If you prefer a certain level of service, try to subscribe to newsletters. Airlines will whip up special offers to their usual conditions - depending on the company, you'll have a spacious seat, nice in-flight entertainment, food that doesn't taste (and look) too bad and maybe you can even check in more than one piece of luggage! Think well if you want to save these 150 or 200 euros by accepting a little less comfort (after all, you just want to go there and see the world!) or if you want to splurge a tiny bit, go for the slightly more expensive direct flight but have the advantage of more space and more luggage allowance (because you KNOW you will be shopping. Right?). If you are lucky, a domestic flight within Japan will be included!
  • LOW SEASON.
    Starting in late autumn until very early spring, most airlines have lower overall prices (usually holidays are more expensive, but other than that...)! For Japan, try to go in November or in mid January to mid March, where the prices are best, I think.
  • Book in advance.
    For Japan, as it is increasingly popular, you should keep an eye on the prices from 6 months in advance. If you are lucky, booking in a low season might result in a cheap campaign fare just two or three months ahead of your desired flight date, but if you want to see cherry blossoms or go in early summer, you might need to make your plans much earlier to receive cheaper tickets.
>>> Tickets: Booked!

I was lucky to get some tickets for a special campaign price. Not very cheap, but they were under 600 euros for a round trip from Germany which is quite nice for a direct flight.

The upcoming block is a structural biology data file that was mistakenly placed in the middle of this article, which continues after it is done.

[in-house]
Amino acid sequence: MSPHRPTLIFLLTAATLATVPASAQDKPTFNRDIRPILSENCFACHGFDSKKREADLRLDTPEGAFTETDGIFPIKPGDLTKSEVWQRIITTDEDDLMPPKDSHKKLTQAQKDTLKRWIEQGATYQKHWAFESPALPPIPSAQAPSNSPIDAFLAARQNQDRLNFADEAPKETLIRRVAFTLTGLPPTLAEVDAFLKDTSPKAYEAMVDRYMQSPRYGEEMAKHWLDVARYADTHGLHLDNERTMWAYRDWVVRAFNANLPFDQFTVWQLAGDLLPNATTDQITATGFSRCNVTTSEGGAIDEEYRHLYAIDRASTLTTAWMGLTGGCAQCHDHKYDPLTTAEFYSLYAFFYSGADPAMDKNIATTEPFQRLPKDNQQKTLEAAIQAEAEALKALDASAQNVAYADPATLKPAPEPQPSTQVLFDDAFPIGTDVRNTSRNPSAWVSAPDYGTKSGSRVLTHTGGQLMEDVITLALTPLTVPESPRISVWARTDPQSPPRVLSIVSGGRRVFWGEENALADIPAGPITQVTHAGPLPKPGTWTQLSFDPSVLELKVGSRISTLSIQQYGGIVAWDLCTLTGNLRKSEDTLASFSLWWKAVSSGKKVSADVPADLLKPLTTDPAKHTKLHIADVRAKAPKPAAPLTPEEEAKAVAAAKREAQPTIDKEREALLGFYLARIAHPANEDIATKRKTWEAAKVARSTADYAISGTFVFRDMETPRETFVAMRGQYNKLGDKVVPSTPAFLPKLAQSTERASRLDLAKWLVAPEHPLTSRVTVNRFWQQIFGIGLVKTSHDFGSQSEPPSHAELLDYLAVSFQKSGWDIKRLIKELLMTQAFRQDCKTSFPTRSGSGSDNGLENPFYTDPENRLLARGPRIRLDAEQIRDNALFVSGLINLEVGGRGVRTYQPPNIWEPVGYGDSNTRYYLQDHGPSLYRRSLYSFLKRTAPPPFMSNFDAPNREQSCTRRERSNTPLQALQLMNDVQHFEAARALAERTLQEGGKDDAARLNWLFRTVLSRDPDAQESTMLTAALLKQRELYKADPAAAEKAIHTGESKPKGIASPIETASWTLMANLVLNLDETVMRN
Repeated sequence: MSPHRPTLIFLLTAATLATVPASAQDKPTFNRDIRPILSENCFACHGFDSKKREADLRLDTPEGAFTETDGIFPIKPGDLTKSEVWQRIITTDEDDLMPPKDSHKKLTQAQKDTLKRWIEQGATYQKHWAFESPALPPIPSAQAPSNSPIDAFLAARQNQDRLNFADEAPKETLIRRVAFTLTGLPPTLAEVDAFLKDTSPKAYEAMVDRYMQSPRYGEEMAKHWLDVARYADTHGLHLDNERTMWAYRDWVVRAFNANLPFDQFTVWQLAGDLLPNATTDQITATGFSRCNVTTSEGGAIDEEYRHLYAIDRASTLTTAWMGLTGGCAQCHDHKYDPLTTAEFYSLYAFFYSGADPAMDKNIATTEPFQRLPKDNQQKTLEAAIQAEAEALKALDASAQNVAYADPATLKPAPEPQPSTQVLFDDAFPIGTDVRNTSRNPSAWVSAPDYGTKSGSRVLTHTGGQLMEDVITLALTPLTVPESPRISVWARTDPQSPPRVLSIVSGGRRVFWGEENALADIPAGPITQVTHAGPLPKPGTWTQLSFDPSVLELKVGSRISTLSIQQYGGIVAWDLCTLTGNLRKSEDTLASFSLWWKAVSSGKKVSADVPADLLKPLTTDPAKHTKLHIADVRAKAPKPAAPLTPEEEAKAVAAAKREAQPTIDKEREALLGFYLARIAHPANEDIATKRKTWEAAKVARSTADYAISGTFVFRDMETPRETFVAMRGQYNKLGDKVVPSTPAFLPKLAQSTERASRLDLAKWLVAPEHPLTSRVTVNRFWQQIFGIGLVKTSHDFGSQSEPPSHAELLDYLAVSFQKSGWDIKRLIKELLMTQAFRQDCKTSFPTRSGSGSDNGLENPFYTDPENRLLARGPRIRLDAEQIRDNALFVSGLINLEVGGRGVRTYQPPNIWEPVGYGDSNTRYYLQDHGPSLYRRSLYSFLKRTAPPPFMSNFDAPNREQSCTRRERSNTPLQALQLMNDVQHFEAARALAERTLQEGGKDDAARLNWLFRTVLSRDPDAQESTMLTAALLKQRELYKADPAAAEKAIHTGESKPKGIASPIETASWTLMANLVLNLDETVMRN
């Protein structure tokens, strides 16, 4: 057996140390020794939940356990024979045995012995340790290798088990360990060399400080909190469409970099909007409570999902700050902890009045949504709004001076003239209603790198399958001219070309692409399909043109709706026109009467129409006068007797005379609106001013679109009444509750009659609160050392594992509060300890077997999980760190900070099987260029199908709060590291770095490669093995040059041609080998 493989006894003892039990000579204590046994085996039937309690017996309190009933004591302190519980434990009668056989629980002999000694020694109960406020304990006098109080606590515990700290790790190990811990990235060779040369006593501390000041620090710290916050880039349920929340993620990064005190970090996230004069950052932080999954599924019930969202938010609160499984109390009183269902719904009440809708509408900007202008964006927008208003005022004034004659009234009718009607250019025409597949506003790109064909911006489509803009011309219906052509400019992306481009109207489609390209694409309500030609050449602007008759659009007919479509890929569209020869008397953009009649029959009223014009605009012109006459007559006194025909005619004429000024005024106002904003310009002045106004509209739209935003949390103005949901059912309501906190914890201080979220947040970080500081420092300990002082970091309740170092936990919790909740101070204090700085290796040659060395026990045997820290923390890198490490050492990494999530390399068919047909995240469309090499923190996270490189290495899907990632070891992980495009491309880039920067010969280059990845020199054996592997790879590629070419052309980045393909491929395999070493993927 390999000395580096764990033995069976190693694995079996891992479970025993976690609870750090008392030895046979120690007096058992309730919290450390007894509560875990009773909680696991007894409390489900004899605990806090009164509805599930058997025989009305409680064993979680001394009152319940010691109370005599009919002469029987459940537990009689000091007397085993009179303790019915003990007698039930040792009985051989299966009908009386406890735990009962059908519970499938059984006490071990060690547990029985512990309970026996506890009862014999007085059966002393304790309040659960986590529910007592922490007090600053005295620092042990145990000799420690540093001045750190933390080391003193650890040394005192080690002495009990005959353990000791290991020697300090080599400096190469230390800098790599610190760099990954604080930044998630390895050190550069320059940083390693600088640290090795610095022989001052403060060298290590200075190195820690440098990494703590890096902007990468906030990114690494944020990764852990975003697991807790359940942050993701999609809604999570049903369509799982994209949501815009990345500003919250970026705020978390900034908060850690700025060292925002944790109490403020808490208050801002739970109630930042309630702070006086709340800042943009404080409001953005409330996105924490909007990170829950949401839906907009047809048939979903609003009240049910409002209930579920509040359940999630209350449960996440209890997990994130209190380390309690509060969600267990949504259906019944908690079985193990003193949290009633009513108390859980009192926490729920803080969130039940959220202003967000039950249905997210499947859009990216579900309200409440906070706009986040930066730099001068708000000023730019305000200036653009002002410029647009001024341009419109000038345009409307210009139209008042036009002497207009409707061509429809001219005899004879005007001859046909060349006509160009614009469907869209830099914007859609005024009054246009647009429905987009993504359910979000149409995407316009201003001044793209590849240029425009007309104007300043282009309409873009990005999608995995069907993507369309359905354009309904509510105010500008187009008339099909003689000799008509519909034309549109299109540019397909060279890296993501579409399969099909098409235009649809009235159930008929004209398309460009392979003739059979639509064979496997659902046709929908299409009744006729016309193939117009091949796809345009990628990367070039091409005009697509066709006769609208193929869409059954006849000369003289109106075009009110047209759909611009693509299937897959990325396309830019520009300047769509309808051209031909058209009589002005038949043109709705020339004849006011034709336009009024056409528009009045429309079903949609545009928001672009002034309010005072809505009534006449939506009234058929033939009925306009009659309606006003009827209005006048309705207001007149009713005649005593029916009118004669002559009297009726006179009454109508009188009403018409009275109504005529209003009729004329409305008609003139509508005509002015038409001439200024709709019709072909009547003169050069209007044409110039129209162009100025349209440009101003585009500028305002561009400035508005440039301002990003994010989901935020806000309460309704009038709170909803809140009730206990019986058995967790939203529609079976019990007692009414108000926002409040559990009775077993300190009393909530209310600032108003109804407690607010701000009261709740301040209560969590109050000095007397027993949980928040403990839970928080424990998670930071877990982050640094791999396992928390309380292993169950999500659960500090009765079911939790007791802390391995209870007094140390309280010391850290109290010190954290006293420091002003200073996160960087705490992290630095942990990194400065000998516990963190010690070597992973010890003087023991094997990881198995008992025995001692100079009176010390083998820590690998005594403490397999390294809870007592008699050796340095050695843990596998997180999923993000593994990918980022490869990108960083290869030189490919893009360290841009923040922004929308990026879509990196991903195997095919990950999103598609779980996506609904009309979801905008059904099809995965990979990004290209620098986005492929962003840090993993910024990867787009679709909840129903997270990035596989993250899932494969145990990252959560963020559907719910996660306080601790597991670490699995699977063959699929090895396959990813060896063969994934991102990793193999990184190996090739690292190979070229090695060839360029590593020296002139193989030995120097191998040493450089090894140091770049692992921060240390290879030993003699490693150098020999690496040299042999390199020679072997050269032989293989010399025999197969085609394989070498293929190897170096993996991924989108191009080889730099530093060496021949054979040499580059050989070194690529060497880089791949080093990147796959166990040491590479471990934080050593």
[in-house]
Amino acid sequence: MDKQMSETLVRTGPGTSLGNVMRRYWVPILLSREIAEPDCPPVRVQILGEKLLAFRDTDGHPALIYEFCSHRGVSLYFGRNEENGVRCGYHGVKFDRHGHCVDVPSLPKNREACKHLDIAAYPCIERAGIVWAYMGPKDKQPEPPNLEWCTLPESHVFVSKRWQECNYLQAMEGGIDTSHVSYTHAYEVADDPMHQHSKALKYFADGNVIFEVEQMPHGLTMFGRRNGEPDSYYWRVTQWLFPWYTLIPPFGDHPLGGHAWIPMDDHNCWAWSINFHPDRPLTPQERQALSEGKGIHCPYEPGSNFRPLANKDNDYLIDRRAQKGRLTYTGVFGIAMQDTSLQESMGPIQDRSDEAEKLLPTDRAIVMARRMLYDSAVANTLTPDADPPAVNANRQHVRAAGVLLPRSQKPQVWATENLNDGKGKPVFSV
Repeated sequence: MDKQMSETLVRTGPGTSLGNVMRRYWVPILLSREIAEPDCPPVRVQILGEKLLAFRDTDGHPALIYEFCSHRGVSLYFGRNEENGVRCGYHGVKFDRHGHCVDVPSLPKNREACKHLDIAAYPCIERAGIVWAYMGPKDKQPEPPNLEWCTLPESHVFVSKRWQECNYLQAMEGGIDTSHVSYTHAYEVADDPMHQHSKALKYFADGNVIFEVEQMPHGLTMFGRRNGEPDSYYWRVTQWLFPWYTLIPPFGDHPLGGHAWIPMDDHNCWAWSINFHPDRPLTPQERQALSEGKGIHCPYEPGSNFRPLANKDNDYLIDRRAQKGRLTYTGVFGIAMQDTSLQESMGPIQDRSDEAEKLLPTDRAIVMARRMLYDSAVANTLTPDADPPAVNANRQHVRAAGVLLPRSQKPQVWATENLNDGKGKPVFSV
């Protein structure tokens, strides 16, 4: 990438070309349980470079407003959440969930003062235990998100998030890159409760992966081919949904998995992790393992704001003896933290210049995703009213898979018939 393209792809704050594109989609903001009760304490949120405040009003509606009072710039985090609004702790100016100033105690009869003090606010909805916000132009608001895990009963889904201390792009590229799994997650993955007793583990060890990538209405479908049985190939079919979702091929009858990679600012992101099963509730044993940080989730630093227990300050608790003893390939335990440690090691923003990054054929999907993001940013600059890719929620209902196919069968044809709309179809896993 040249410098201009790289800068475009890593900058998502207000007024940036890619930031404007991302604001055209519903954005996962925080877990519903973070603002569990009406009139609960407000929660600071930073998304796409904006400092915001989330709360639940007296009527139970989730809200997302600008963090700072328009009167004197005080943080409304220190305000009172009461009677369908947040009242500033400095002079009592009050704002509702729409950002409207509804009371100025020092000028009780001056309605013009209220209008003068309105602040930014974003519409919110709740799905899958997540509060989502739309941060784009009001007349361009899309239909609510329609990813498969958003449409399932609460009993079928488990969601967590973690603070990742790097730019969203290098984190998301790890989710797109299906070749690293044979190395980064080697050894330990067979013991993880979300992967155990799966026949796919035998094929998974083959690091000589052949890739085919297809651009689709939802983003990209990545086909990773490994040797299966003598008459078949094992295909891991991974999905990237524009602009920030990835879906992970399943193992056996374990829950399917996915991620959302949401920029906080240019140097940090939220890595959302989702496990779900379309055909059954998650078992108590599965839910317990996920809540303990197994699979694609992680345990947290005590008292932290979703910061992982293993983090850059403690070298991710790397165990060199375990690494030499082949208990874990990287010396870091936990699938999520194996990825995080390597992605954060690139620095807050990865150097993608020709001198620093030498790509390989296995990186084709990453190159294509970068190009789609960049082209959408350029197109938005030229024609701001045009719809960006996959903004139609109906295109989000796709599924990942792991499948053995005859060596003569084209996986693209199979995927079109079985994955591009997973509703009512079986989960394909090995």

Also it's good to be flexible. Planning the departure for a Sunday or even Monday instead of Friday might really help you find cheaper prices!

2. Itinerary.
As my friend had only one condition (going to Tokyo to meet a mutual friend there), the rest of the planning was left to me as long as it was within our travel budget.
What else could you wish for when you're able to plan your dream vacation?
So I started making lists of what to see and where to go, of interesting food or places.

On a calendar sheet, I made notes for specific dates/plans we had. Wanting to spend the last week of our vacation in Tokyo to meet our friend (and celebrate a birthday party), at least this part was clear. Travelling through Japan is easy with the JR pass, which lets you use all Japan Railways trains in the country for as little as approx. €240 for one week! So that went in the middle of the trip.
As the flight to the desired destination within Japan is included in our ticket price, it makes sense to switch planes directly after arriving in Japan, flying there and then getting another ticket to get back to one of the main islands.
Having a rough outline of the main route and the means of transport, main purchases could be made.

>>> Additional flight: Booked!
>>> JR Pass: Booked!

3. Time to get into detail.